I didn't attend Erykah Badu's concert this past weekend at Chastain Park Amphitheater in Atlanta, but I, like many of you, heard the news that the power was turned off at 11 pm, hindering her from finishing her show and disappointing legions of fans who were present. And I'm sure they were mad. Who wouldn't be pissed to have Ms. Badu, who was front and center rocking a golden mohawk singing her new material, classics, some old school hip-hop and even a little Motown, cut off in mid-groove? But, here is the thing: Ms. Thang was late. She was not just five minutes late, or even a half-hour late. She was a full hour and some change tardy for her own party.
Her opening act, Bilal, had come and gone and her band had even started warming up the audience before she got to the stage. That was nice, but that was no Badu. When she finally did take the stage, she didn't even acknowledge her lateness. No "sorry." No "my bad." No nothing.
I'm sorry, but that is just unacceptable. Accuse me of having high expectations or what have you, but I think that being late is one of the most disrespectful things an artist can do to their paying audience. Furthermore, not only should they be called out about it, but fans should make a point of choosing wisely when it comes to attending their next concert, particularly if it's not a free event. I say all of this as someone who is pretty much too distracted by my own life to really delve into the why of what made you late but is more concerned with are you sorry you were late and for you not to do that ish again. From what I hear, though, lateness is a common thing with Badu at her concerts, and she's not likely to change that up anytime soon. Remember, this is, after all, a woman who once said that "time is for white people."
I have to admit, if I had gone to that show to see Erykah, I would have been one of the main ones pissed and disappointed that the concert was cut short due to her tardiness. For one, I don't like waiting. This should be of no surprise if you read my Dissection of a Concert post about Janelle Monáe's concert earlier this year in DC. I love Janelle like a play sister, but shorty's lateness was unbearable in that mosh pit of sweatiness that is the Black Cat.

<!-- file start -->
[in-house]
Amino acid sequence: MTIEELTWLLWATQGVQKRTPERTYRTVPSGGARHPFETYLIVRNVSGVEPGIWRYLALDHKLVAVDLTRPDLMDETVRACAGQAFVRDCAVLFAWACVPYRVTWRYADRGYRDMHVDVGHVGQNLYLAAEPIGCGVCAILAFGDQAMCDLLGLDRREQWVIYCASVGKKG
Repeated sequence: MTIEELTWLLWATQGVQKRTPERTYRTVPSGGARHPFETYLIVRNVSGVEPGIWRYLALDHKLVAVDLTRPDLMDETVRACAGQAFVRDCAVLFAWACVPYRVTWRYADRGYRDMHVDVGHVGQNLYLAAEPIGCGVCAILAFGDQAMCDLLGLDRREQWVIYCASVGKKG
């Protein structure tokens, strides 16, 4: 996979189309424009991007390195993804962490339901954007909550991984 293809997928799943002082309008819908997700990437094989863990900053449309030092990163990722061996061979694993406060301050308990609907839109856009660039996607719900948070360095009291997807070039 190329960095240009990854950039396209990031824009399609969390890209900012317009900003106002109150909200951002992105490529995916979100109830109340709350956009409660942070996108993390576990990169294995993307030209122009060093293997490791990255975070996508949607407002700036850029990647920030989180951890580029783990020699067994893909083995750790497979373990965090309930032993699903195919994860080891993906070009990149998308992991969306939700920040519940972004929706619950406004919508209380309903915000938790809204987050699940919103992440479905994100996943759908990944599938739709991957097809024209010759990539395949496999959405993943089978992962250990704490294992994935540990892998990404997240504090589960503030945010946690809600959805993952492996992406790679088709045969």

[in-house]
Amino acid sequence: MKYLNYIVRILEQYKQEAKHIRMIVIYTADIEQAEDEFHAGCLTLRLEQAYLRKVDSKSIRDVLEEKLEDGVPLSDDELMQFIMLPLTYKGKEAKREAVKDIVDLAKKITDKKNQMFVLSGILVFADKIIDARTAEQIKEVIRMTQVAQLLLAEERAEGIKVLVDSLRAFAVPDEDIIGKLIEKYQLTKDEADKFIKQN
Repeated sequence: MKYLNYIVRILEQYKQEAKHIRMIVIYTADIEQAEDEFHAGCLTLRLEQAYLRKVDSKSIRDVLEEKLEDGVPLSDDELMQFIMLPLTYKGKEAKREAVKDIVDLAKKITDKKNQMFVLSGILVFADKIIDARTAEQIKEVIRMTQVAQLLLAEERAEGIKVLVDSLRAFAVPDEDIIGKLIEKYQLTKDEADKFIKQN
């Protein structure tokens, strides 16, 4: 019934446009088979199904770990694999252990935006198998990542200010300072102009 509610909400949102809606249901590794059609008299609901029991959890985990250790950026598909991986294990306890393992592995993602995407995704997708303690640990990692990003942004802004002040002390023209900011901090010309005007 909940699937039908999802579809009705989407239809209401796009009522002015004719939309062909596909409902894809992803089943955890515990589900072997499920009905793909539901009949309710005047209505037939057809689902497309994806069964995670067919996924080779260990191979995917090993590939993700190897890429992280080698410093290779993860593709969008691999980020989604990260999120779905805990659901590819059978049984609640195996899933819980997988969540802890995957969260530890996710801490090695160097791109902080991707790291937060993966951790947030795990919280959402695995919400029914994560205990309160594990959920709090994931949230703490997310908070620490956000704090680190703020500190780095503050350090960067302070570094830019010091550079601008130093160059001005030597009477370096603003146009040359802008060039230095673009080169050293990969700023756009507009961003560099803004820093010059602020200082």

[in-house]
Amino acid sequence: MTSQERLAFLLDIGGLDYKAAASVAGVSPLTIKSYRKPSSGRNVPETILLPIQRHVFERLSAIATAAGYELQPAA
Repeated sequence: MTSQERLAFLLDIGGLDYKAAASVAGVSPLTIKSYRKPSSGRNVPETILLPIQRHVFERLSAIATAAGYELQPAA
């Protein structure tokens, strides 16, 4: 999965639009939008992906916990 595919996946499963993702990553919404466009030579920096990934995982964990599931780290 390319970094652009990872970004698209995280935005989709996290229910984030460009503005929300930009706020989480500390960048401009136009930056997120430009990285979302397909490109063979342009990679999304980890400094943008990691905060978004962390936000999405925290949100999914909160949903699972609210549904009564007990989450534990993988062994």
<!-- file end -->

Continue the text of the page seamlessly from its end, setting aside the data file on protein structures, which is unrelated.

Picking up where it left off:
Secondly, concerts are economic and time investments for me. I'm not rich by any stretch of the imagination, so paying for a concert is money coming out of my household. I'm a working mom who chooses very specifically when it comes to what evening activities I attend. My attendance at a concert means time spent away from my child. It also means making time that replaces something else that is part of the normal routine that will have to be made up for later. My time is very important and valuable, as I'm sure the time of many folks who attend concerts is. While we are making transitions or arrangements often to attend an artist's concert, here we are met with an artist, who is being paid to perform yet fails to live up to the expectation of the business transaction we as the concert-goer agreed to. If artists would recognize their arrival time as just as important a business responsibility as their sound and overall appearance is, then lateness would probably not be as common an issue as it is.
A change in behavior is due to happen, though. I'm sure those artists who have problems with timeliness will be stepping it up soon, mostly because their pockets are hurting. Music is not selling like it used to. Sales dropped 25% from $38.6 billion in 1999 to $27.5 billion in 2008 according to industry experts. As the internet continues to be a place where music is shared freely (or rather cheaply), concerts will be the only route for many to recoup any sort of profit necessary to offset production and other back alley costs that push many a mainstream artist towards financial ruin. For the indie artists, concerts are the only pathway to profit most times, if only to show your skills live so that folks will be compelled to shell out money for your CD. I think it's only right though that the expectation is in place, for being on time is also a trait of some of our best artists. The Stevie Wonder concert I went to and wrote about this past spring is a testament to his professionalism.
As step down from my soapbox, and turn to you Bouncers, I ask you seriously: Is a performer's tardiness to a concert an issue for you?